Event Detail

Wed Sep 8, 2010
Dennes Room, 6–8 PM
Working Group in the History and Philosophy of Logic, Mathematics, and Science
Daniel Rothschild (All Souls College - Oxford)
Dynamics of the Connectives

We note that there are certain uses of both ‘and’ and ‘or’ that cannot be explained on their normal truth-table meanings (even when supplemented with sophisticated pragmatic tools).  These include examples such as the following:

  1. Laurent shows up and a fight will break out. = If Laurent shows up then a fight will break out.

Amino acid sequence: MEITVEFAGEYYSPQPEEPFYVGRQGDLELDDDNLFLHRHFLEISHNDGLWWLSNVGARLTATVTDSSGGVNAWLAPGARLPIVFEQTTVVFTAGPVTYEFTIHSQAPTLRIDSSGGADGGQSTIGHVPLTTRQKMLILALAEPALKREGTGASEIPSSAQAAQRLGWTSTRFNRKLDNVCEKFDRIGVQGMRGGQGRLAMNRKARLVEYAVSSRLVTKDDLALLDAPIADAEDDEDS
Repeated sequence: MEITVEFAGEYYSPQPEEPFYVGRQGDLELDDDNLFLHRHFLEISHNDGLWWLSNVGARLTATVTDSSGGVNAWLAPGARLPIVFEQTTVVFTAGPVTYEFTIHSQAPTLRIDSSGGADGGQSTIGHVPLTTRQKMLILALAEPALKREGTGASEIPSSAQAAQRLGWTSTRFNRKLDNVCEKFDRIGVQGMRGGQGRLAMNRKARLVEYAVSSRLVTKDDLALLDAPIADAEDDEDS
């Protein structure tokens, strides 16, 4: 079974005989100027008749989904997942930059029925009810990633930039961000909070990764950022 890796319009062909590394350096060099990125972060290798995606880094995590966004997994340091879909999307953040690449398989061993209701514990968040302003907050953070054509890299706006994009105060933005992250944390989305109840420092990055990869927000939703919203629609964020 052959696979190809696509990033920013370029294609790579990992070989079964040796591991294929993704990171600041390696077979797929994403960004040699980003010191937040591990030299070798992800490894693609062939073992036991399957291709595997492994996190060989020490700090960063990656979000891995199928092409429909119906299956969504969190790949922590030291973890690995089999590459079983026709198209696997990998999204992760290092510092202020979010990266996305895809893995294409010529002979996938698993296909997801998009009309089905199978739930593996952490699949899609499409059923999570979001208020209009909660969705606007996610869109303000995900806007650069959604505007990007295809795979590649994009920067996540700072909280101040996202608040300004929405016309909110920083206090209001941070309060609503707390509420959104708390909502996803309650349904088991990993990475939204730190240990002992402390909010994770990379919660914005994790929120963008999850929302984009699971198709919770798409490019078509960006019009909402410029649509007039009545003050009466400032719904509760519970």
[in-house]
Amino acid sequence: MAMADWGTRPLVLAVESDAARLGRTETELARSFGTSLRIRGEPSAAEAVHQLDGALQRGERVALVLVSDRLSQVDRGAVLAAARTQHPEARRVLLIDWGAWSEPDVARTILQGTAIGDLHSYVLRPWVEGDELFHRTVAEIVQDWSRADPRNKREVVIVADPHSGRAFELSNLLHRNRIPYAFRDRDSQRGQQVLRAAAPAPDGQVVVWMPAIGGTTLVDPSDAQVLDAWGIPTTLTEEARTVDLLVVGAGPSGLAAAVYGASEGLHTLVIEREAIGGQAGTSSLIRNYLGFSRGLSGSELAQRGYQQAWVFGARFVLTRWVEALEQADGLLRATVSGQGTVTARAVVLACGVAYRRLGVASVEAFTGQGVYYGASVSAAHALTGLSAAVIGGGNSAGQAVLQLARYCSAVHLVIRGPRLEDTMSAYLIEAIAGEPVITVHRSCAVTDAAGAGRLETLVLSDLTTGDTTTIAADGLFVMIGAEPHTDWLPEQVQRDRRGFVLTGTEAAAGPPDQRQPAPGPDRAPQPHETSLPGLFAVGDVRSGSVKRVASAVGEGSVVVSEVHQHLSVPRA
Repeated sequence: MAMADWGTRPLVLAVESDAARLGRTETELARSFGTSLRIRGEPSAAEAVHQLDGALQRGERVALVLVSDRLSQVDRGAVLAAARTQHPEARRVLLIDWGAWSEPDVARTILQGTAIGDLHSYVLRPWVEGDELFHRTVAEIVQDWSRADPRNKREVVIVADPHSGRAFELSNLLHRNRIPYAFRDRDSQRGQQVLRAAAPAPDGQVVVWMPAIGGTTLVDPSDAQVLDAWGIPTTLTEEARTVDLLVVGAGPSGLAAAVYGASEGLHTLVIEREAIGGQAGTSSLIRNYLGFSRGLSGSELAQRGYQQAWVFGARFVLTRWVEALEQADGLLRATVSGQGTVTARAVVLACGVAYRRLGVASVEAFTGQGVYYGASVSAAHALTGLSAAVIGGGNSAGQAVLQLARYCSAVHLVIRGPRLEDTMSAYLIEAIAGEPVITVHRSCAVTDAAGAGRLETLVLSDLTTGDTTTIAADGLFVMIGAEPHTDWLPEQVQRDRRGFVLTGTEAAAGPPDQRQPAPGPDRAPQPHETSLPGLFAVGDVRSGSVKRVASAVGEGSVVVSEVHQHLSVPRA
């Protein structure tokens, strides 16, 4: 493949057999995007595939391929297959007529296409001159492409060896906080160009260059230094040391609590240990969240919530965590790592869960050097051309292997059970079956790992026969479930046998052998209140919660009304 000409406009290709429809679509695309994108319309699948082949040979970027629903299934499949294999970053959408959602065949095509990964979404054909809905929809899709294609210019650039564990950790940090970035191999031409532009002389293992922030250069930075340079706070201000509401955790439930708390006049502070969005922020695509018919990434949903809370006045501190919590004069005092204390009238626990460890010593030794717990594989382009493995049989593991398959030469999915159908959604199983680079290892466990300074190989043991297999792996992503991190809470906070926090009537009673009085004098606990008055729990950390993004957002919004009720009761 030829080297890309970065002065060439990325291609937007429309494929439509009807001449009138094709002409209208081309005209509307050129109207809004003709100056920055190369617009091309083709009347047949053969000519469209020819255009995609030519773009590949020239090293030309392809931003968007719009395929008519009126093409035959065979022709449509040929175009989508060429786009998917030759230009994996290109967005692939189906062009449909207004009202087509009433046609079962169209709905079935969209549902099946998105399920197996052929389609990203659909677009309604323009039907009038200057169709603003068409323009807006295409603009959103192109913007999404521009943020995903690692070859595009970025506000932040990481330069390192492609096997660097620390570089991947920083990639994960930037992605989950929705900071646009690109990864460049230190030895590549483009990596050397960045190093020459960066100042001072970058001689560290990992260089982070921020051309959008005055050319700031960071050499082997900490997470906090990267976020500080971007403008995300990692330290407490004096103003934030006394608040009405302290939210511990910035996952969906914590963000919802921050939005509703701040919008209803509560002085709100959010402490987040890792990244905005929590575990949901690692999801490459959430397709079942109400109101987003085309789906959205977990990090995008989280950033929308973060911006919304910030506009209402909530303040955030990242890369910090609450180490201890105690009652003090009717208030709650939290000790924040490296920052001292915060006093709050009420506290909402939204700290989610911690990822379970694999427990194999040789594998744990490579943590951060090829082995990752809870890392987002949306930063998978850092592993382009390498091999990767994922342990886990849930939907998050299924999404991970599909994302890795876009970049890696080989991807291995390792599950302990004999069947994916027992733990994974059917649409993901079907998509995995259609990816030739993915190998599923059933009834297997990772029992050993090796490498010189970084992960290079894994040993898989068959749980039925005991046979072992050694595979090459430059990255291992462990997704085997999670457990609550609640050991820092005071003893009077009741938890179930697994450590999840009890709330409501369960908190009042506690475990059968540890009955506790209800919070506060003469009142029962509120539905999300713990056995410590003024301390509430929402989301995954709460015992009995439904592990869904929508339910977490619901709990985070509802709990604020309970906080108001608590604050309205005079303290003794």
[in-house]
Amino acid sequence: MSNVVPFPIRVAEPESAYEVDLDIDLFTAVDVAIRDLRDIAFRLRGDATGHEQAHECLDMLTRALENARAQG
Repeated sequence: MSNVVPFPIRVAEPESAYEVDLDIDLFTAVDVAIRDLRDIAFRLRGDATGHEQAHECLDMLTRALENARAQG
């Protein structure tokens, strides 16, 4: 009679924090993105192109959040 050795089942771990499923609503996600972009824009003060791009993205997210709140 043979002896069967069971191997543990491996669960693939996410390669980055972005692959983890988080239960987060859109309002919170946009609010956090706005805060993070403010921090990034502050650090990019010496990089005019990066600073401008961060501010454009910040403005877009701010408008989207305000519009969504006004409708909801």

2. John is away or his car would be here. = John is away.  If he were not away, then his car would be here.

To explain these uses we give an analysis of what we call the `dynamic’ effects of connectives, which arise even when they have their normal truth-table meaning.  We argue that the special uses in 1) and 2) are instances where the connectives have just their dynamic effects without having their truth-table meaning. (This is joint work with Nathan Klinedinst.)